I could also leave it sleeveless, but I’m worried that I won’t wear it as often if I do. As I mentioned before, I get self-conscious about sweating when I wear sleeveless dresses, and that’s especially true on the dance floor. I also read some reviews that said the straps and neckline run wide on this pattern, which could be a problem with my sloping shoulders.

Any suggestions? Am I crazy to still be considering this pattern?


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UFO Mondays: Return of the Red Pants

My purple wool sheath dress is finished (yay! photos to come later this week!), and I’m not quite ready to work on my birthday dress in earnest, so I’m pulling out what I hope will be a quick finish: my red pants (S1696).
Red Pants UFOI actually brought these home with me over winter break because I was having such trouble fitting them. My mom can help me with a lot of sewing problems over the phone, but fitting isn’t really one of them. If we got things sorted out like I think we did, then things should go smoothly. I sure hope they do–these will be really cute for spring and summer!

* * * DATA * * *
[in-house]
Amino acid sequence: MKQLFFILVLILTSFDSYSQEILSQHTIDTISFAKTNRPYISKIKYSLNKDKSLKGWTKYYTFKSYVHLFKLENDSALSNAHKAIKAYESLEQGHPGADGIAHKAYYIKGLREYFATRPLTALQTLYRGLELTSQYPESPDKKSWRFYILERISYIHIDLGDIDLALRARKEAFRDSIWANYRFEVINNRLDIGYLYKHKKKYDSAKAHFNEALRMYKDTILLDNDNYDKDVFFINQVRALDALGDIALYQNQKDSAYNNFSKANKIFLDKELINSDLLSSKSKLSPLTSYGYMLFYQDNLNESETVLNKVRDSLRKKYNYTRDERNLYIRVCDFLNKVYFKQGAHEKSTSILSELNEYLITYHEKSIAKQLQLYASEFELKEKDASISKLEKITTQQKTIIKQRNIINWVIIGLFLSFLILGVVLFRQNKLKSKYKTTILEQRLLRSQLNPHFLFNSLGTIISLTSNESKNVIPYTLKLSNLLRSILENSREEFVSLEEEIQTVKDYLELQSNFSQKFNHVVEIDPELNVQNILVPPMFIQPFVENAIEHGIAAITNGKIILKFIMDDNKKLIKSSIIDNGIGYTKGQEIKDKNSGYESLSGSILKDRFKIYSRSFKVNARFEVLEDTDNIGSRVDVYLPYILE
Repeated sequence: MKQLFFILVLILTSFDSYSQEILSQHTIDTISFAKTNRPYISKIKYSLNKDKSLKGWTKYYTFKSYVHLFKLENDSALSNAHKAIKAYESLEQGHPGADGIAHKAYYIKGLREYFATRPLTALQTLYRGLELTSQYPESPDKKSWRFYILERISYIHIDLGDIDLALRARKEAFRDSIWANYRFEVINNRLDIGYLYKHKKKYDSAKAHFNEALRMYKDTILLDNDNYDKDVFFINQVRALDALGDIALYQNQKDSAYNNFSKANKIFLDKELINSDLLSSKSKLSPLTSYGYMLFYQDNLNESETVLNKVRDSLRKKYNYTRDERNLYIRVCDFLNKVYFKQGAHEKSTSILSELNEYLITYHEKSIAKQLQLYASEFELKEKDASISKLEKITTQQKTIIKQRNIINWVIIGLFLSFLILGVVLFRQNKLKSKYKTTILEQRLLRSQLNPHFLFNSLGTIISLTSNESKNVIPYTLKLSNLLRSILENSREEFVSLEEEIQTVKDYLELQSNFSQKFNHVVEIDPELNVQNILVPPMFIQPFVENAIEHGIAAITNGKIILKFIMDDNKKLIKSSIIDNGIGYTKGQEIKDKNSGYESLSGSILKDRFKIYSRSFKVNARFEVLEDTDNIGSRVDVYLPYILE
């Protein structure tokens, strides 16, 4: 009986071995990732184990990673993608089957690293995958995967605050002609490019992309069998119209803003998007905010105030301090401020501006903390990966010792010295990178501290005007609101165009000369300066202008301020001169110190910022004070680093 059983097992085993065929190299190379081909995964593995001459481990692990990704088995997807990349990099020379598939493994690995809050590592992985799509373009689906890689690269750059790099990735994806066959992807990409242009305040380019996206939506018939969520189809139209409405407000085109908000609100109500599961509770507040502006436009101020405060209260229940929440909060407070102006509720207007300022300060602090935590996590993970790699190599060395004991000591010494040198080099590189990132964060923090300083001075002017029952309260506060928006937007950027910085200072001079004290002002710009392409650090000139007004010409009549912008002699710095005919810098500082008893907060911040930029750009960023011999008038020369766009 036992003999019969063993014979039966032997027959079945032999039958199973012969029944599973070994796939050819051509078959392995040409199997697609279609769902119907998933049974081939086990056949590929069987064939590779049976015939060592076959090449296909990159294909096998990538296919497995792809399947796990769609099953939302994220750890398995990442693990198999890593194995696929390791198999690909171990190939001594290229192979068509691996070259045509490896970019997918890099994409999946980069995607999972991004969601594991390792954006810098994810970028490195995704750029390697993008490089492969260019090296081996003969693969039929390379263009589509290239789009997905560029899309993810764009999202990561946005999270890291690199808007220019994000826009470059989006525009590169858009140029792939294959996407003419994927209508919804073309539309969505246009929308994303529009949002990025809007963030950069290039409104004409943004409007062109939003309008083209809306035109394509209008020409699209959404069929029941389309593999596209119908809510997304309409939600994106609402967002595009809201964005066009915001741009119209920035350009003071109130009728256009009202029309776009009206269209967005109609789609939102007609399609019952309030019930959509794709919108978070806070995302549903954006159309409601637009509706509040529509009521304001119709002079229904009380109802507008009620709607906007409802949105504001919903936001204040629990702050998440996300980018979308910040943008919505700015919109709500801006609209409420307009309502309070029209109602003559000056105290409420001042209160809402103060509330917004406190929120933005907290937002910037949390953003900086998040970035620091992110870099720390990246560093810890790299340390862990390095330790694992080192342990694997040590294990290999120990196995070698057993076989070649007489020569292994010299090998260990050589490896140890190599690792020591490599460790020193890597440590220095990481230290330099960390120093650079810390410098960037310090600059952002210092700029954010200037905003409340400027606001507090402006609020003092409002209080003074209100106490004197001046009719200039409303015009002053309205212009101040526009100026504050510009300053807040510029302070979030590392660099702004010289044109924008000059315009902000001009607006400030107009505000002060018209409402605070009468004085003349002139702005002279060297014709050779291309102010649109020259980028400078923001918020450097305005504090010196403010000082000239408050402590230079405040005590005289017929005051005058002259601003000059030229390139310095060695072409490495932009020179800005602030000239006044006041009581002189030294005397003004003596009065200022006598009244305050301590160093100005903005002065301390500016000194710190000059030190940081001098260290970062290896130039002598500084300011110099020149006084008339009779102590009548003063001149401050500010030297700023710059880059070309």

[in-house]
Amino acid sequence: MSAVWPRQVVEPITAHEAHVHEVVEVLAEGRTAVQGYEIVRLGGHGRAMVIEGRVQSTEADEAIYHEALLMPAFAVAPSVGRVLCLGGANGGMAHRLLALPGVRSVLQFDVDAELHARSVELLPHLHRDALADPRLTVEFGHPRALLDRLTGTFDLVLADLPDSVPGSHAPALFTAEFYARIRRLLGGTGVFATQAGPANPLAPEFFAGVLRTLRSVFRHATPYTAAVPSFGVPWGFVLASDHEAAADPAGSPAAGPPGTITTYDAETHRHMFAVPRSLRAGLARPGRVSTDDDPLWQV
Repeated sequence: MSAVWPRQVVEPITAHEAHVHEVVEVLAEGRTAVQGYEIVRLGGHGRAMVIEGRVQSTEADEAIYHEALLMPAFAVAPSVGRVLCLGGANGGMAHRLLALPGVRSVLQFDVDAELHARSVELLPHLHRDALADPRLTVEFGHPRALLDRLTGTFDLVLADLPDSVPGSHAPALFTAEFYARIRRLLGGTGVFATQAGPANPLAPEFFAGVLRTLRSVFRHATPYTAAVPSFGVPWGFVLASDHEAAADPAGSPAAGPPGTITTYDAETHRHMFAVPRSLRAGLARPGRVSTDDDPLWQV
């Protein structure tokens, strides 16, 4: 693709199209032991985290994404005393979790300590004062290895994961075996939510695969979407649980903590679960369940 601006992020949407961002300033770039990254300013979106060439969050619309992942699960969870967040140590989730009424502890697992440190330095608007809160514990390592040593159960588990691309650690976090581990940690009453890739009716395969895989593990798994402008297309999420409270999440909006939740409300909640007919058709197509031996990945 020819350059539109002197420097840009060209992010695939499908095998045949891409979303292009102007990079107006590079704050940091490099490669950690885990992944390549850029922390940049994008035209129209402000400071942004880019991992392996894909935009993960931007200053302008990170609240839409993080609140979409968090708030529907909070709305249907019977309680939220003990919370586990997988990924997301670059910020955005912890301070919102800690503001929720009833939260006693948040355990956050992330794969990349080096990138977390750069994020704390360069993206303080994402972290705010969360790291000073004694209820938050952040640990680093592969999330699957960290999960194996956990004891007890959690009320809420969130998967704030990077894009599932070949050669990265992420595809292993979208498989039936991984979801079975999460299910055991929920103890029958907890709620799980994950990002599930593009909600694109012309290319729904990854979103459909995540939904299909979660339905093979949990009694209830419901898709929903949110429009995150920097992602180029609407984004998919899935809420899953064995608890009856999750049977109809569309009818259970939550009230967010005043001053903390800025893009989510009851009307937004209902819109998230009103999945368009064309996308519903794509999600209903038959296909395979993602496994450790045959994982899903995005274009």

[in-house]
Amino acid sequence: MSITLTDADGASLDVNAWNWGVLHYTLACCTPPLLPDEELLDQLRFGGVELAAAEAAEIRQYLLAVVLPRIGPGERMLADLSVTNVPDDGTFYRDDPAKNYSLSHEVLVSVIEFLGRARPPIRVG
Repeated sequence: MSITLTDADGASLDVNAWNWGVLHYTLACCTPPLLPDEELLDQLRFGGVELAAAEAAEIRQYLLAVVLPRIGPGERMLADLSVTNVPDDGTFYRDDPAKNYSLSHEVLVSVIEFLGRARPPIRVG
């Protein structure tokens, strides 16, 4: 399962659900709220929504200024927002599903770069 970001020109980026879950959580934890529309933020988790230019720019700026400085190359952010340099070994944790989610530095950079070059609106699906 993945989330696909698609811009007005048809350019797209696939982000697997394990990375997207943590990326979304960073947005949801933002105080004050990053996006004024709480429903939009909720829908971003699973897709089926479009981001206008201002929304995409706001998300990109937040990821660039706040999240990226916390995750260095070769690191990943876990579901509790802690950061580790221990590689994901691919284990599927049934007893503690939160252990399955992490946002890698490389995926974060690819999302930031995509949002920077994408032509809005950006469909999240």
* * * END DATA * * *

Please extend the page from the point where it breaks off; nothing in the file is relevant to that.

Last seen: July 2013

Reason for abandonment: fitting issues

Assessment: Once I adjust the fit based on my mom’s suggestions, I just need to finish off the waistband and hem the pants.

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Manu Cardi for Me

Manu CardiganI haven’t finished much of anything lately (aside from writing papers…lots of papers…), but I do have some new photos to share! We finally pulled my Manu Cardigan out of the finished-but-not-photographed pile and took it out for a photo shoot.
Manu Cardigan back…although Sweetie was feeling impatient, so some of the photos look like this. You should see how crazy my legs looked before I cropped them out–awkward much?
Manu Cardigan pleatsThis is the second Manu I’ve knit. The first one went to my sister-in-law and is blogged here. For my version, I again mirrored the neckline pleats on each side, and I cropped the sleeves to 3/4 length. Now that I’m looking at this photo, I think I should probably go in and stabilize the neckline before it stretches out.
Manu Cardigan pocketThis sweater is all about the details. Pleats, gathers, pockets. And I-cord edging. Miles and miles of I-cord edging. Wanna know how I feel after finishing all of that I-cord edging?
Manu Cardigan jumpLike this!